- Break the door and shoot us like sitting ducks. The Chicago Tribune wrote, “kicking doors in, …is an easy skill to learn. For some people, it’s recreation. There are YouTube videos on how to do it and assorted websites devoted to the fine points.”
- Break in through a window. Also, many classrooms have a glass panel in the door that can be broken and then the shooter can reach through and unlock the door.
- Use some small bombs to kill directly and create openings into locked classrooms.
- Use gasoline to set the door (and the rest of the building) on fire.
- Pull a fire alarm and shoot the stream of people going outside. Some mass shooters are already using this tactic.
- Shoot in the halls between classes.
- Shoot during an assembly, concert, athletic event, or during lunch.
- Shoot students one by one outside of school. That is how the vast majority of American are murdered anyhow.
In addition to increasing the salience of mass shootings among all the mentally unstable people in the general population, we may increase other risks by being paranoid about mass shooters in schools too. For example, fire doors are being propped open during office hours so that the door locks can be permanently engaged in order to allow them to be locked in an instant by just swinging the doors shut. That is going to increase the risk of fire deaths which kill many times more Americans than mass shooters. Not only do propped-open doors permit fires to spread, doors that automatically lock upon shutting will slow down firefighters and endanger both rescuers and fire victims.
Even worse, some schools are recommending that students wait to evacuate during a fire alarm because of the worry that mass shooters might pull fire alarms to make the students easier targets.
The US has a much bigger burn-death problem than most rich nations and these deaths are much easier to prevent than mass-shooter deaths in a nation with a constitutional right to own unlimited quantities of machine guns. Whereas I don’t see any politically feasible way to reduce mass-shooter deaths in America, the only reason we have an enormous death-rate from fire is negligence. Fortunately fire deaths have been dropping due to actions spurred by press reports about fire deaths, and unlike mass shooters, fires aren’t inspired by the media to try to burn more people. But US fire deaths are still much higher than most nations which means that most of these deaths are preventable.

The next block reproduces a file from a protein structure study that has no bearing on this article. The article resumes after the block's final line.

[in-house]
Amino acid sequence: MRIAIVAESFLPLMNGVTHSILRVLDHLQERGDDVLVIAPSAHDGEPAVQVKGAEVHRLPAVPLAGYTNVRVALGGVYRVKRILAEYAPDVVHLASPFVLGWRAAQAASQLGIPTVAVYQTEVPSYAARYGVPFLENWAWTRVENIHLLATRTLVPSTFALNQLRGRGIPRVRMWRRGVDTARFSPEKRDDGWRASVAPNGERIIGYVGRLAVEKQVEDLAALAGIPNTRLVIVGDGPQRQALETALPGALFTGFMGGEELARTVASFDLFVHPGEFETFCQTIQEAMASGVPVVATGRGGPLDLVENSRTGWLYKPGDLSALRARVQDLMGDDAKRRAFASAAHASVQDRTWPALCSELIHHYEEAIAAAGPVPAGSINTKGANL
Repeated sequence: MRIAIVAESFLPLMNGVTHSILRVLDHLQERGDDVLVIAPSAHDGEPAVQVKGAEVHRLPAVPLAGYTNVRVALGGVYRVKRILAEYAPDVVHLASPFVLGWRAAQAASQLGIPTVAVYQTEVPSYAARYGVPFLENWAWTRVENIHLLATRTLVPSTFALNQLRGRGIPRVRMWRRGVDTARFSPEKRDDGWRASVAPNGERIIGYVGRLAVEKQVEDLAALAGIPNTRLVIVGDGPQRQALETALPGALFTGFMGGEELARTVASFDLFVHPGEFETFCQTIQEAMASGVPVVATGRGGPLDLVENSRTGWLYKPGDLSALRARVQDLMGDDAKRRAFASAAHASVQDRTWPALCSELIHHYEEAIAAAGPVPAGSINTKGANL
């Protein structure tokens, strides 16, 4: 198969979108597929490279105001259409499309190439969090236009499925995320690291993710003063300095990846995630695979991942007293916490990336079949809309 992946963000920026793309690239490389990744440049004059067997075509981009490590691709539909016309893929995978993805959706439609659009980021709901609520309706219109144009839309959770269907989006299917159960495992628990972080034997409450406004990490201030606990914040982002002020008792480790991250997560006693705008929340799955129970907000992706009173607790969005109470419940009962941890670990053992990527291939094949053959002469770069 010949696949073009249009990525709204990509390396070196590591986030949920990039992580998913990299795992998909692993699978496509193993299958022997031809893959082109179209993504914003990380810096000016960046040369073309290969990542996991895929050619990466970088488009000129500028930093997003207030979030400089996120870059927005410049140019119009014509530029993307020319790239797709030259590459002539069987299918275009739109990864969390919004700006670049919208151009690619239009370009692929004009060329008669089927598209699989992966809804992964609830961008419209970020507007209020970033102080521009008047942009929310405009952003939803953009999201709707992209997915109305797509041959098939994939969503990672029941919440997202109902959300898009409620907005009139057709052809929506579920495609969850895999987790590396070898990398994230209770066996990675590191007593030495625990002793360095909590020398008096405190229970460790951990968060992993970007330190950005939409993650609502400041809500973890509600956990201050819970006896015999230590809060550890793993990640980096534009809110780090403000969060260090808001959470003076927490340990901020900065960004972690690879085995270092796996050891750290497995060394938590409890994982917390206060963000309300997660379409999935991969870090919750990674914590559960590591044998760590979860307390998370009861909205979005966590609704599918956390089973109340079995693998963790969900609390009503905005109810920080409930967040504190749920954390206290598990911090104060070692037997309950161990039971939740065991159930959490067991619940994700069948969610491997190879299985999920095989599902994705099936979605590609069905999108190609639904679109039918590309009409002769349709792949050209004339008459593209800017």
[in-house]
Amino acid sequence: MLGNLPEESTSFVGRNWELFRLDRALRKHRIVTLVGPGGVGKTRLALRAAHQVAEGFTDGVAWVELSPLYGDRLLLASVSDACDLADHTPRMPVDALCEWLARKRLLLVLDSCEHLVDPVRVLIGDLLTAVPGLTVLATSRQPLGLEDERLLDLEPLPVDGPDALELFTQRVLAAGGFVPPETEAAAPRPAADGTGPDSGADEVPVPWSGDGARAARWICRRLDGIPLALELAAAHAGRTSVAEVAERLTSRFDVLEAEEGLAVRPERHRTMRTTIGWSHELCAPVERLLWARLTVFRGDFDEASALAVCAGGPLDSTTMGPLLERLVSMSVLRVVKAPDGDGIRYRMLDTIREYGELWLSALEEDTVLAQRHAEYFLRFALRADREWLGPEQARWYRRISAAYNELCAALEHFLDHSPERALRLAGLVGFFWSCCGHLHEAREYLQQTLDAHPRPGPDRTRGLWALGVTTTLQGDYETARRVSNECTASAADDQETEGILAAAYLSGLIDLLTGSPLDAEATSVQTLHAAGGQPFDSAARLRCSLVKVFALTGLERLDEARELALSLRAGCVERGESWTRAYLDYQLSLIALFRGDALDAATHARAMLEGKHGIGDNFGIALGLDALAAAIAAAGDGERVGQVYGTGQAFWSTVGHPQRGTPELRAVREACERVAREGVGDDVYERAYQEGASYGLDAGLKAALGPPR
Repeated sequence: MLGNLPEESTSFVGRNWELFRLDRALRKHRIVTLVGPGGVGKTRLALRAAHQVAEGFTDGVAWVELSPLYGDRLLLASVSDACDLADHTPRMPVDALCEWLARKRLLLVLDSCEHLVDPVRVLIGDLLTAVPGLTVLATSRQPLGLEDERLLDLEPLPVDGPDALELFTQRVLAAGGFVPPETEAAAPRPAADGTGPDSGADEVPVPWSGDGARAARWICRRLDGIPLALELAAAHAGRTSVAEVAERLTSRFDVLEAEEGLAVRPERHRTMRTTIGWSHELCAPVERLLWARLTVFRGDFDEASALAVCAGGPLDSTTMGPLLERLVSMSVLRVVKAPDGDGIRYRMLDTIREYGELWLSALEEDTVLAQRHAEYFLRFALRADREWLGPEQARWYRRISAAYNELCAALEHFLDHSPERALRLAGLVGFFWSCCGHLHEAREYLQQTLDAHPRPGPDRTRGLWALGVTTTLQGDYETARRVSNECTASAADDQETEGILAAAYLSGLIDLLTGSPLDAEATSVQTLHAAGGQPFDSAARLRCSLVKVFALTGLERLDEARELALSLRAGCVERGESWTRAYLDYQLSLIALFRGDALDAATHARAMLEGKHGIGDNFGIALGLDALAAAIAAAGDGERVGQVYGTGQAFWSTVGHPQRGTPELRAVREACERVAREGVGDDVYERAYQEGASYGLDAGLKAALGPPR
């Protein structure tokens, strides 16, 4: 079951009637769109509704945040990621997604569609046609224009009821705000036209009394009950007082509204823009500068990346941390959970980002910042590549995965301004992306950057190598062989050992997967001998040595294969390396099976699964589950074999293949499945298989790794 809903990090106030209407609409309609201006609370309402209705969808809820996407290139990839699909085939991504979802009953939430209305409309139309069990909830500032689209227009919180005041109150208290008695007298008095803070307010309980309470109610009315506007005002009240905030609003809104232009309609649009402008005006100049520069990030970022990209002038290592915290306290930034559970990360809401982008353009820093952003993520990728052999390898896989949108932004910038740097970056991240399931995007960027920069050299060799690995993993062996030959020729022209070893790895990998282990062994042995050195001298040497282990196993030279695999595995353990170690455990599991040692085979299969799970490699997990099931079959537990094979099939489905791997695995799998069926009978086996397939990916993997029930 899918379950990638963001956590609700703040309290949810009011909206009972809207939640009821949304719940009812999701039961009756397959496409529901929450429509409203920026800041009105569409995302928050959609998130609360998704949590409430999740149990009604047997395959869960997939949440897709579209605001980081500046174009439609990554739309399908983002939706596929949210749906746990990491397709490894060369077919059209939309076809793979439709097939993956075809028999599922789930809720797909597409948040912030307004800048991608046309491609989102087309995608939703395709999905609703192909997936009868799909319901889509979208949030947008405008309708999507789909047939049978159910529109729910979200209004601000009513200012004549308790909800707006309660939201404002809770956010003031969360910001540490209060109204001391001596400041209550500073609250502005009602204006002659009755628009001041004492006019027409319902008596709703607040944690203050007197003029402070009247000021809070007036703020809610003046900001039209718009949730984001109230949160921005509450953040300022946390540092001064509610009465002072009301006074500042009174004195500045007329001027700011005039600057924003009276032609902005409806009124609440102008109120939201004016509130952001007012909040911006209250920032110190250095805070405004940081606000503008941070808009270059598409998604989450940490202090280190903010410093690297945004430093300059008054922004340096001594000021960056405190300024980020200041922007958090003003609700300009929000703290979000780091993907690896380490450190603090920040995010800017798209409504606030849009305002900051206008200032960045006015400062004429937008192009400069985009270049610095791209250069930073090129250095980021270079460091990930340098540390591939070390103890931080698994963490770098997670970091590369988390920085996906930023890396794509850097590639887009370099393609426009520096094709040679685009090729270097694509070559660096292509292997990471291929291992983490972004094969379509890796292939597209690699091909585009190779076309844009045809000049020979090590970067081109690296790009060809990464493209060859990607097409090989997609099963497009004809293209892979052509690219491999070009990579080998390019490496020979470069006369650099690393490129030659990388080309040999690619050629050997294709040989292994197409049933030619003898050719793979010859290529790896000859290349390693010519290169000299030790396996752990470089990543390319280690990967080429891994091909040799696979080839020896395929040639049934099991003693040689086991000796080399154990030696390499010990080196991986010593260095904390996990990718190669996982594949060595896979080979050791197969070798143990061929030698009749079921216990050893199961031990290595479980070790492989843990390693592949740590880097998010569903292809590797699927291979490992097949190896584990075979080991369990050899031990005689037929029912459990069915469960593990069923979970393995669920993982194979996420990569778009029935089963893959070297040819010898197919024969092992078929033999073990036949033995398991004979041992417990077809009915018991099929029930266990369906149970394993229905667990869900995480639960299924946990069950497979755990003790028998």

There is nothing in our constitution that prevents action against fire deaths nor any organized political groups that are adamantly pro-fire risk. There is actual evidence that fire drills save lives and fires kill many times more Americans than mass shooters anyhow, so why don’t we do more fire drills instead of so many mass-shooter trainings?
Why act out traumatic events that may never occur? …The U.S. has become obsessed with rehearsing crises as a means of preventing future mistakes. …And this new reality, one where false memories prime us to the idea that no place is truly safe, is exemplified by active shooter drills popping up in schools around the country.
Proponents argue the more realistic the drill is, the less likely students are to feel and act unprepared in a true scenario. Yet a growing number of parents and psychologists argue that this immersive approach in the country’s schools isn’t justified by worthy statistics. After all, the chance of any student dying in a school-related shooting is one in 2.5 million…
…Over 20 states require schools to have some sort of lockdown procedure in place… But six states (Oklahoma, Missouri, Illinois, Tennessee, Arkansas, and New Jersey) have taken lockdown to the next level; they mandate specific active-shooter drills in which armed police officers often bust down classroom doors, fake guns fully loaded…
[Other school districts are even more extreme.] This is where the ALICE Training Institute comes in…